The Aquarian Tarot
I’ll say right at the outset that this deck is an acquired taste. The deck was illustrated by David Palladini, who has drawn for the illustrated version of Steven King’s Eyes of the Dragon. He has also recently (several years ago) released his New Palladini Tarot, which I also own.
So the artwork is not what many of us will be used to, given the difference in artistic styles between 1970 and today. That alone may well turn many of you off from it, but since anything “retro” could become popular at any given moment you never know.
The color palette that Palladini uses is heavy on subdued fall colors: oranges, browns, and red-orange hues. There are very few colors that really catch the eye; the one that hits me the most is yellow, which is not used that much but is bright when it does appear. For this reason I found it difficult to tell many of the cards apart. Palladini tries to help by giving each one of the Major Arcana cards a different font for the name of the card and sometimes a different location. Each card of the Minor Arcana has the card’s name clearly indicated at the bottom of each one in the same font for all four suits.
The images themselves are “inspired” by the Rider-Waite, but Palladini clearly takes some liberties with them. For example, this is the first deck in which I have ever seen the Strength card feature a man as the central figure. Also, the lack of a struggle of some kind is interesting. In the Aquarian, the card features a man with a dog that looks like a greyhound, but the dog appears to be the man’s companion and not an adversary. Another example is The Star, which features no person (a woman is usually present), but has a large peacock in the middle of the image. It appears that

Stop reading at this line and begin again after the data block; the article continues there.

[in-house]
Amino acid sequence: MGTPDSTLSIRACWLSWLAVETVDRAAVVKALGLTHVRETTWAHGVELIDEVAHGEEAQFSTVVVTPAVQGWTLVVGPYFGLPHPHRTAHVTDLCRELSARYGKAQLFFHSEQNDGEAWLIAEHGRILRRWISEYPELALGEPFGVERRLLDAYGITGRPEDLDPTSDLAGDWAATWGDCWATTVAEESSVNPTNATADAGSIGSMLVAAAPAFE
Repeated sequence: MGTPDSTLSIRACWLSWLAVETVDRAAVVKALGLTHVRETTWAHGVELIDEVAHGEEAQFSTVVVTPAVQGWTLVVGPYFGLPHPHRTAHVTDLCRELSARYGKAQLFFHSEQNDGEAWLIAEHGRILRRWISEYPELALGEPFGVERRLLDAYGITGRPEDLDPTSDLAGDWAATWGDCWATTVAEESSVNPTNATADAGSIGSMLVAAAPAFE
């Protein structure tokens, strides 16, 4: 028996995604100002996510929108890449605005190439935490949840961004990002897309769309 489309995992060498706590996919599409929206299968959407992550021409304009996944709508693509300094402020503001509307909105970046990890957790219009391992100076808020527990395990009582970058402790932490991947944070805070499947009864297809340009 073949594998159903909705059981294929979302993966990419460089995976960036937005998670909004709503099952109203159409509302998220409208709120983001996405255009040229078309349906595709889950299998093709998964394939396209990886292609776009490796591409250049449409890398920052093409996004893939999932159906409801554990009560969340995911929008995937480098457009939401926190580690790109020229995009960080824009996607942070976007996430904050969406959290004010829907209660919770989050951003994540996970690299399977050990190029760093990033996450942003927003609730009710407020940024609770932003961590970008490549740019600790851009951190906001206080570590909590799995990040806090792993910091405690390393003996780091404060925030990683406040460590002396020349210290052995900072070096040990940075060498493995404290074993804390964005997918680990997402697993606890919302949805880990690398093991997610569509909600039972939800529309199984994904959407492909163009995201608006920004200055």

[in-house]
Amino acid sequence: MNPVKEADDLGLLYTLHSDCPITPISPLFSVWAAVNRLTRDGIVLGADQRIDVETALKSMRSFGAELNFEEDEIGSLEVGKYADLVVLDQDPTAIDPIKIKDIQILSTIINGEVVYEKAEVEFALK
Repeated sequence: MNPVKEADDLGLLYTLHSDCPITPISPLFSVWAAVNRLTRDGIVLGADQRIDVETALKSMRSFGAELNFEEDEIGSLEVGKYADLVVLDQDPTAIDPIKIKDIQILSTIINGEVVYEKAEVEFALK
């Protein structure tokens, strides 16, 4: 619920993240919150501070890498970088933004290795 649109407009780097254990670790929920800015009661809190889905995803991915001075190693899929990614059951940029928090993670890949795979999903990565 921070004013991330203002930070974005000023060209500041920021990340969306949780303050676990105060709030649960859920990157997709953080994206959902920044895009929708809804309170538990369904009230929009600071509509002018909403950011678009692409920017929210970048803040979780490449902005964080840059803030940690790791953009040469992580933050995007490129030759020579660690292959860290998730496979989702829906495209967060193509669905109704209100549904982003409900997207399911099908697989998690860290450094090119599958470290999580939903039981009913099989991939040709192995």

Palladini exercised artistic license more with the Major Arcana than the Minor, as the four suits are very close in most cases to those of their Rider-Waite cousins.
What surprised me a lot more than I expected was the backs of the cards, whose loud blue and white pattern is a tremendous contrast to the cards themselves. I found myself staring at the card backs for some time; they’re cool!
My favorite card in this deck is the Five of Pentacles. The reason I like it so much is because while the Five of Pentacles is a card of “when bad things happen to good people” (bankruptcy, illness, rejection, daytime television, etc.), Palladini’s rendering enhances the spiritual aspects of life by putting the church window in the sky without a physical church building around it. It gives the interpretation that I like to stress when people draw this card: That the spiritual aspect of your life will see you through when things get rough. Of course, it also means that your personal spirituality is not tied to a physical place; it should always feel like it is an integral part of you. Many times we look outside ourselves for spiritual answers that we already have.